One in every 16 women (90,000, six per cent of those surveyed) reported an incidence of sexual violence by a partner.  Women’s descriptions of sexual abuse included the partner forcing her or attempting to force her into sexual intercourse by holding her down or hurting her in some way, or forcing her to take part in other forms of sexual activity when she did not want to, or was unable to refuse.

One in every seven women experienced physical violence at the hands of a partner. This abuse involved pushing, shoving, slapping, being beaten with fists or hard objects, being, burned, stabbed, choked and shot at. Over 50 per cent of women surveyed who reported experiencing physical violence were left with bruises or scratches. Fifteen per cent had wounds, sprains and burns. Fourteen per cent had fractures, broken bones and broken teeth. Four per cent were inflicted with internal injuries. Three per cent suffered from concussion or brain injury. Four women in the study reported a miscarriage as a result of the most serious incident of physical violence.

The impacts on women of being subjected to these types of abuse are devastating and unquantifiable. Women’s health and lives are being put at risk every day as long as they are being subjected to this terror in their own homes. These are women you know, from all walks of life. None of them deserves what has happened to them. All of them need support.

This abuse is supported and compounded by our victim-blaming culture, which minimises and even tacitly condones the abuse of women.  They contribute to a culture of silence and shame, and prevent women from being able to come forward unashamedly and seek help.  This often means that it is the woman who feels ashamed, not the perpetrator.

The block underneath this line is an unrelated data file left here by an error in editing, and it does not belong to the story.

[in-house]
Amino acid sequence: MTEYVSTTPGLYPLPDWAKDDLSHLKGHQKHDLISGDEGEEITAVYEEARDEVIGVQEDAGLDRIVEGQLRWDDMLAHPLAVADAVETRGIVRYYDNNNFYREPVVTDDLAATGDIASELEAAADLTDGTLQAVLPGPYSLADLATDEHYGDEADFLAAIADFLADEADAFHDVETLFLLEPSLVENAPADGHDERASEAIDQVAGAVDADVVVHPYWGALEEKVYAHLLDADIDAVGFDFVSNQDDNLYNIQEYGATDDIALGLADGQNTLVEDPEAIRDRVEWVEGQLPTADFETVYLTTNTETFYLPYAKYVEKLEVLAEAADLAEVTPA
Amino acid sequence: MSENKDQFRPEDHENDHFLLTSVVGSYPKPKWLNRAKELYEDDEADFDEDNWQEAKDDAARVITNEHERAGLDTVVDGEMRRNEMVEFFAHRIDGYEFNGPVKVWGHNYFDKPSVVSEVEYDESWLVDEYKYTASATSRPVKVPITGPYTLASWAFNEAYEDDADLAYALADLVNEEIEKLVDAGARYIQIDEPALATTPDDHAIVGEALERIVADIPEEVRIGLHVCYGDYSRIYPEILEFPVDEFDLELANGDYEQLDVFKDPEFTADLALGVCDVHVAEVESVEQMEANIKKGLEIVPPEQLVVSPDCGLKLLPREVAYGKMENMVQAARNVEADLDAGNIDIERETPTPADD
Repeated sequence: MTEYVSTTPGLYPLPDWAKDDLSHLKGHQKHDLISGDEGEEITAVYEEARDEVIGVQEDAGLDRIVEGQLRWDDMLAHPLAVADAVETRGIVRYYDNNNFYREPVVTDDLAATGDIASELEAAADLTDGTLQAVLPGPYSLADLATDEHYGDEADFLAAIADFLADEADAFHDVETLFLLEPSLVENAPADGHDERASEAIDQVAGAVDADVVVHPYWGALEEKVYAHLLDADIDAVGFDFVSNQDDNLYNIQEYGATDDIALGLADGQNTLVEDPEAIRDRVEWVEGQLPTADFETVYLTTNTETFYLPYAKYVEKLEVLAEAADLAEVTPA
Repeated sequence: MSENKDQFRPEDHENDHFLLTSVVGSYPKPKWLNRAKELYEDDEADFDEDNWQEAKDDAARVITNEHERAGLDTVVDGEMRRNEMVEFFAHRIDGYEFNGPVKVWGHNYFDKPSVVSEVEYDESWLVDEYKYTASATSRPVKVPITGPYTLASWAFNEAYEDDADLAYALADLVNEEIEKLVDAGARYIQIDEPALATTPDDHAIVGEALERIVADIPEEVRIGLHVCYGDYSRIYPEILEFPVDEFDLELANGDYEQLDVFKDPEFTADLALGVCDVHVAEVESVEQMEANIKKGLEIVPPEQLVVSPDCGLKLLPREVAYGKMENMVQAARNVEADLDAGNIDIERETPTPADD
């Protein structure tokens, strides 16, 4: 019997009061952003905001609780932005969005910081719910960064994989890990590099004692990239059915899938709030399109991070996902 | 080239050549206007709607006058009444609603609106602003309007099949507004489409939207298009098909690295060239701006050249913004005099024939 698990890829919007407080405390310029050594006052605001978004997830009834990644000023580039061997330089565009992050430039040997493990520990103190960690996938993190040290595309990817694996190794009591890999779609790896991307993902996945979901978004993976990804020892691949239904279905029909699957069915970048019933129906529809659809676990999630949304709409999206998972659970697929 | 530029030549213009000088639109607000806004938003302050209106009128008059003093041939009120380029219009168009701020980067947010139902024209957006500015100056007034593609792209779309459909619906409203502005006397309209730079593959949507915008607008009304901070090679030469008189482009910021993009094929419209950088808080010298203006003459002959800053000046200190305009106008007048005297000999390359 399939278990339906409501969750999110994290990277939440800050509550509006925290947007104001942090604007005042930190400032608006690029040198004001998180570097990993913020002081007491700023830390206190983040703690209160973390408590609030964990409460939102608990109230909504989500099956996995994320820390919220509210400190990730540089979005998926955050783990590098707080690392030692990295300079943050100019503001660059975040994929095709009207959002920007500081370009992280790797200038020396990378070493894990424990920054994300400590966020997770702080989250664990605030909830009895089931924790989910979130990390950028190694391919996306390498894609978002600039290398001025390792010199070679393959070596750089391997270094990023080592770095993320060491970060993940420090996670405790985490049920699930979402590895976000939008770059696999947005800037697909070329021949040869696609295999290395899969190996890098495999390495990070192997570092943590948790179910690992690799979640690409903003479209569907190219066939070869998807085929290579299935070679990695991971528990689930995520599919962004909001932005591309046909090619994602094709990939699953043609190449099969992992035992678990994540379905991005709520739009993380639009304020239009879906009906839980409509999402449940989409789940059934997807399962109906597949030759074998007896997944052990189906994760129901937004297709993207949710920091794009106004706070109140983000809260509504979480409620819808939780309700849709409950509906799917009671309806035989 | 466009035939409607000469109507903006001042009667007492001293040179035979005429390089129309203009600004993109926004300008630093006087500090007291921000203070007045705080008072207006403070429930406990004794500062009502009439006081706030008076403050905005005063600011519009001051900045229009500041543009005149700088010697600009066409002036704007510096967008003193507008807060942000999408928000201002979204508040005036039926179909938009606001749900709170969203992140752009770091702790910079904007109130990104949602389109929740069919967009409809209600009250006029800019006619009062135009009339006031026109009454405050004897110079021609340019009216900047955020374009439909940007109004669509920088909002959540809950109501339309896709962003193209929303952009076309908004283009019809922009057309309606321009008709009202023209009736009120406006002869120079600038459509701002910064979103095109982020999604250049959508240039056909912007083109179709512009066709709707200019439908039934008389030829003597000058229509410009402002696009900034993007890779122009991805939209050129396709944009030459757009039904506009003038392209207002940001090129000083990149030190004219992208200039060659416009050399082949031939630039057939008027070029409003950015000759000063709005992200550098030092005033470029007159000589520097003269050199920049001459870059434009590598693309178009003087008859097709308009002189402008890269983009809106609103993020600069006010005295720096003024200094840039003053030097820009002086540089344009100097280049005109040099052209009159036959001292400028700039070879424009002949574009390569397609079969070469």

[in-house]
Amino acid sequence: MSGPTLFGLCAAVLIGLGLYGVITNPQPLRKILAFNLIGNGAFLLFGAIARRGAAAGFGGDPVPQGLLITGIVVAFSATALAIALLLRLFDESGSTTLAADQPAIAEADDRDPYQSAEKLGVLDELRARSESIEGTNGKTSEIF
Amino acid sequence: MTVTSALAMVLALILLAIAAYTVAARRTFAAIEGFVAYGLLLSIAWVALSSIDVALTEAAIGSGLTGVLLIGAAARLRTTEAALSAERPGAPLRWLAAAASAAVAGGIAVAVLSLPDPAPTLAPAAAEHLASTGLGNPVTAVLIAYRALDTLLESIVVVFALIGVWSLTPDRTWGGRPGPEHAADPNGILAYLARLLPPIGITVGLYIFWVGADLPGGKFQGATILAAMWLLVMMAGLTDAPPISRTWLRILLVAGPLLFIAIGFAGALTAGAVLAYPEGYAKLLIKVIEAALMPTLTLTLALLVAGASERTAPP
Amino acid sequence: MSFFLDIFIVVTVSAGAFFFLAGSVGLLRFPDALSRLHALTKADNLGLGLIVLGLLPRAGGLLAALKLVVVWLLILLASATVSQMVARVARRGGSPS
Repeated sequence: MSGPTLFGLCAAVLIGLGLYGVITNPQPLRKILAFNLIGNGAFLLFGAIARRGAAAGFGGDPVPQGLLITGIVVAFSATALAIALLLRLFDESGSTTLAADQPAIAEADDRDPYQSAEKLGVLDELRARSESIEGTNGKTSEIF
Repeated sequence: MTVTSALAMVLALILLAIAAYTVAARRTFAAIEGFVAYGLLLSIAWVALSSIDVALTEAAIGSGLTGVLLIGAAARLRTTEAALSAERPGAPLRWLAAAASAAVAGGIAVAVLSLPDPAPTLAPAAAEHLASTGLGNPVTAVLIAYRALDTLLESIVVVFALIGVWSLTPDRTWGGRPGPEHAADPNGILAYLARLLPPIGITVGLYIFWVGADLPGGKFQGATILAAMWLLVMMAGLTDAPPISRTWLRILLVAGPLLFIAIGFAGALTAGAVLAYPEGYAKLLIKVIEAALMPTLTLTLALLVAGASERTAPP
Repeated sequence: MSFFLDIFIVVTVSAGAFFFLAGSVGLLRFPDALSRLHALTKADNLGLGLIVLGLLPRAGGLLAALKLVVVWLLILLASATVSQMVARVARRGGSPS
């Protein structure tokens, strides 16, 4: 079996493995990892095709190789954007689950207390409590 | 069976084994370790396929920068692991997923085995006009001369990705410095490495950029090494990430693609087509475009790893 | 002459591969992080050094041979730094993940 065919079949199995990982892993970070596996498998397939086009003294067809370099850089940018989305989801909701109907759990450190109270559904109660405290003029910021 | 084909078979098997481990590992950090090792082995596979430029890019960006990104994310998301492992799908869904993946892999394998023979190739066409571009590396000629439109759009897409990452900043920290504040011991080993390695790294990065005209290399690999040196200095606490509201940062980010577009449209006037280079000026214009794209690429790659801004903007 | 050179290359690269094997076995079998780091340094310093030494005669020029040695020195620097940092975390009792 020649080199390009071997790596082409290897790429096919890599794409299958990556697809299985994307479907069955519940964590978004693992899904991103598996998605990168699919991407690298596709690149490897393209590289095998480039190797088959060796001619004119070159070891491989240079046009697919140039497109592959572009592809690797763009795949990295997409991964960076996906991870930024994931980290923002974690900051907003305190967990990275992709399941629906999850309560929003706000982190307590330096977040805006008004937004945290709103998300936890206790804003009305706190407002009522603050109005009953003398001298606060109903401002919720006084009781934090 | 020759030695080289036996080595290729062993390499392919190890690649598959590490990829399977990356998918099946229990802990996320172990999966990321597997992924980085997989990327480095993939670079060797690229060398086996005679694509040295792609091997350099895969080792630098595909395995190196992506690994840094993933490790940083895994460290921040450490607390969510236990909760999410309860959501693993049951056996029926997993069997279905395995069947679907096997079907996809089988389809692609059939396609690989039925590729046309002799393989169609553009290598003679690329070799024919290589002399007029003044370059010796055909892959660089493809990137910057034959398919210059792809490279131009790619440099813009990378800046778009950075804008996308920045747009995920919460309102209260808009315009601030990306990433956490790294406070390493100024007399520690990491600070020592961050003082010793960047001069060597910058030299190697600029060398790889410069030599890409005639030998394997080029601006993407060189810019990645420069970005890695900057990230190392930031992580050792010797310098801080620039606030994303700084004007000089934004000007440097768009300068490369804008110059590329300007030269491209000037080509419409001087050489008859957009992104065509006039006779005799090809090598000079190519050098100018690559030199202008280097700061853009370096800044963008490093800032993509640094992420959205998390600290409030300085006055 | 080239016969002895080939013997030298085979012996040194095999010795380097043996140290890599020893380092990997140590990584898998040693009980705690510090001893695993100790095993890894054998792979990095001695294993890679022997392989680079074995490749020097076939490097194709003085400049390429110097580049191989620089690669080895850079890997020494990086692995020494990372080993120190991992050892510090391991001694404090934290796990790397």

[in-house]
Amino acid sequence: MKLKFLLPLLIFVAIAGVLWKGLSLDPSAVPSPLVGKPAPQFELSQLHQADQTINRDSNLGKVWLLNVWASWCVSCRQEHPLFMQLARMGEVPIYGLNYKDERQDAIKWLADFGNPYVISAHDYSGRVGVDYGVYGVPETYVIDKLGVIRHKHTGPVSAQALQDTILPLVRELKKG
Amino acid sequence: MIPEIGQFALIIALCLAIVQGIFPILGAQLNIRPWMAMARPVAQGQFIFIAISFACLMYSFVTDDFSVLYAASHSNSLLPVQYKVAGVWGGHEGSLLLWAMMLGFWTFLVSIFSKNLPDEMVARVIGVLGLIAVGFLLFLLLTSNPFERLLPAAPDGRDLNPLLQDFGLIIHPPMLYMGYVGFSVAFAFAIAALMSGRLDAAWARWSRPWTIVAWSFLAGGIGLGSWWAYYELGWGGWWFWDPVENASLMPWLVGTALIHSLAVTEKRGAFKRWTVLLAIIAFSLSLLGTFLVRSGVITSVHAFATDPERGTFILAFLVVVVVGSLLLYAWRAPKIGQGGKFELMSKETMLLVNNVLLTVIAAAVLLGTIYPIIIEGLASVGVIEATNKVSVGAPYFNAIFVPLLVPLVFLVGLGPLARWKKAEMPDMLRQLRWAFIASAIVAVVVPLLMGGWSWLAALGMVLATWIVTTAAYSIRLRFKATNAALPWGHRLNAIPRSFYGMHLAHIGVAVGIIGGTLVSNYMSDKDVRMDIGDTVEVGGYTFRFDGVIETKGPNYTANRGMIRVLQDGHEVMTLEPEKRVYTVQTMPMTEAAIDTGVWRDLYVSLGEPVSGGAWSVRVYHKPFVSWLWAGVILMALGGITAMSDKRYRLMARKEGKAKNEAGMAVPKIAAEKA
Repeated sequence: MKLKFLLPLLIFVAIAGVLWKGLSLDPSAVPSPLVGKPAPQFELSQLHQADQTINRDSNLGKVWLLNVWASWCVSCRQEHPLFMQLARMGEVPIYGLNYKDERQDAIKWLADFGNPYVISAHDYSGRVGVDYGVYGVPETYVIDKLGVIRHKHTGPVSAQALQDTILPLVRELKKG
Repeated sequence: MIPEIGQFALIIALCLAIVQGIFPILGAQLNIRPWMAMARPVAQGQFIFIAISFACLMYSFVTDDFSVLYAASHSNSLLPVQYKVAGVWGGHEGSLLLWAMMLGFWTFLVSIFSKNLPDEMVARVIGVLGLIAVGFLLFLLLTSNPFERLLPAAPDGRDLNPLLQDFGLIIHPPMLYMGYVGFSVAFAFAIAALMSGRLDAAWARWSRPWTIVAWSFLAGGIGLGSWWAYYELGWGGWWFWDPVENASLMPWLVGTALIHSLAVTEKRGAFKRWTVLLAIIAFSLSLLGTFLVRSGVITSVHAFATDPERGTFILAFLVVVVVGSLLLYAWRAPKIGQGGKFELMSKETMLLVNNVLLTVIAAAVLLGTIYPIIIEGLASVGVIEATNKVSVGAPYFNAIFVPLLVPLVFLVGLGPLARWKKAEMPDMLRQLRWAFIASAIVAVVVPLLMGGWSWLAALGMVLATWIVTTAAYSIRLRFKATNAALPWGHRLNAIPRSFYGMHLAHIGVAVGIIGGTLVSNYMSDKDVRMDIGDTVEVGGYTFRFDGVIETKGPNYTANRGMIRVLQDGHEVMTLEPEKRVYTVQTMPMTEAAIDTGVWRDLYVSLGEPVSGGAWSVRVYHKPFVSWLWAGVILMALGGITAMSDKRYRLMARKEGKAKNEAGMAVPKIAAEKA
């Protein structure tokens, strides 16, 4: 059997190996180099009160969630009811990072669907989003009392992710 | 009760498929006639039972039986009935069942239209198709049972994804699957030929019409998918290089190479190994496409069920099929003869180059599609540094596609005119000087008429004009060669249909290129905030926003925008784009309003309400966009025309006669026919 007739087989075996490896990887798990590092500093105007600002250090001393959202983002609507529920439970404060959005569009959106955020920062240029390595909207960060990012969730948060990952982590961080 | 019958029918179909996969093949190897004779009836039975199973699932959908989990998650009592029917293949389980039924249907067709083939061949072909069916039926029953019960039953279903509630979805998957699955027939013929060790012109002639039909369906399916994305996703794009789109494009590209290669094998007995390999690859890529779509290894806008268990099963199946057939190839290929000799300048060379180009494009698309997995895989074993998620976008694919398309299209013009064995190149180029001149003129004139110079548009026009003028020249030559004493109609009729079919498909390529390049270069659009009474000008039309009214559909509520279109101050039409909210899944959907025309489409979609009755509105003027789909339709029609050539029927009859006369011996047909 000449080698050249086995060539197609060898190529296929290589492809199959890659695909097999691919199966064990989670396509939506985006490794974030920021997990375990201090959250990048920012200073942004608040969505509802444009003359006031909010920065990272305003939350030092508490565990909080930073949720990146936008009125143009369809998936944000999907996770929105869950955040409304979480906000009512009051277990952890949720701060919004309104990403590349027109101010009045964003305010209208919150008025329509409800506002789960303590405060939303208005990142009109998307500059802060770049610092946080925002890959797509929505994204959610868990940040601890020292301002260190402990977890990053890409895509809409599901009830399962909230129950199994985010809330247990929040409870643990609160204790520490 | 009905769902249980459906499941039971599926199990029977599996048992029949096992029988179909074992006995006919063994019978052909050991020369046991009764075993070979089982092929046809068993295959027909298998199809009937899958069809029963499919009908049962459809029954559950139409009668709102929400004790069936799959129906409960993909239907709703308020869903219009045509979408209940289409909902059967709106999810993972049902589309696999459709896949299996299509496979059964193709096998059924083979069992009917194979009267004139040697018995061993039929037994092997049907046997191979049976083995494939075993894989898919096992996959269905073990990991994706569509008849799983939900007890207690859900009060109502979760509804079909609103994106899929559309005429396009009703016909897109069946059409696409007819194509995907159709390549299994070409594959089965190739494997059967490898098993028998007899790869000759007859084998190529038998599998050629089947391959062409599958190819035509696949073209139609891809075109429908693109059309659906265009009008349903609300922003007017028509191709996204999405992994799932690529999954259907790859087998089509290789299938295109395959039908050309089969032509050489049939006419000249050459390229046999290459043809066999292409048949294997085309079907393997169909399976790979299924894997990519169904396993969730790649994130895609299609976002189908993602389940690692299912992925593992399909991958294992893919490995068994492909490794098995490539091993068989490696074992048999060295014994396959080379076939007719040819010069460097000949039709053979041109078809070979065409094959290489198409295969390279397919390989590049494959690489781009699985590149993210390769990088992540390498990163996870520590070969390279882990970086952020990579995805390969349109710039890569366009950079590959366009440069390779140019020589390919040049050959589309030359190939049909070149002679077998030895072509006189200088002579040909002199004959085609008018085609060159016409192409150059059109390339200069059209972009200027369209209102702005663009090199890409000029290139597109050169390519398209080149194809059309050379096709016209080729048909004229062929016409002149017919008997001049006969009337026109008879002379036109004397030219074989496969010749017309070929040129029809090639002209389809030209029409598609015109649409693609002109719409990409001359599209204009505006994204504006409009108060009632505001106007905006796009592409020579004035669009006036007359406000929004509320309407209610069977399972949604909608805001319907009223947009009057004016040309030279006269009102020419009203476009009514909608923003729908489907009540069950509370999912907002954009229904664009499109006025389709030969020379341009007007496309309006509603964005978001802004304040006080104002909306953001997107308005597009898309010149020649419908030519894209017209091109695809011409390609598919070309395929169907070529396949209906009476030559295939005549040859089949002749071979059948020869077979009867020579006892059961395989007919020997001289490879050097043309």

While we all have a responsibility to recognise and respond to victims of domestic violence, those among us who are in positions of power are able to do more.  We welcome the Government’s signing up to the Istanbul Convention.  We must now ratify it.  It must not be a box-ticking exercise but an opportunity for real system change and to tackle domestic and sexual violence at the core.

Justice Minister Frances Fitzgerald recently published the heads of a new Domestic Violence Bill and there is much in it to be welcomed.  However, we would like to see this Bill going even further.  We also feel that there is a missed opportunity to address a key gap in legal protection for younger victims of domestic violence with this Bill.  Many young women experiencing abuse in dating relationships cannot avail of any legal protection under the Domestic Violence Act, current or proposed, because they have not lived together.

Women’s Aid frontline services hear about these experiences every day. Research has shown that, while young women can be at even higher risk of abuse in a relationship than their older counterparts, there is low recognition of controlling and coercive relationship behaviour among young women.  We know that in a national survey on domestic abuse in Ireland, almost 60 per cent of those who had experienced severe abuse in intimate relationships first experienced it when they were under the age of 25.

We must protect safe spaces where women can share their stories. We must see perpetrators’ attempts to control and manipulate for what they really are and ensure they are held accountable. As human rights defenders, we must give each other the opportunity and space, the voice and the courage, to stand together and to end violence against women.

The Women’s Aid ‘One in Five Women’ campaign launches today at a conference on Digital Abuse of Women at Wood Quay, Dublin.  The campaign runs from today to 10th December 2015 with over 100 local groups taking action against violence against women.  Further information is available at: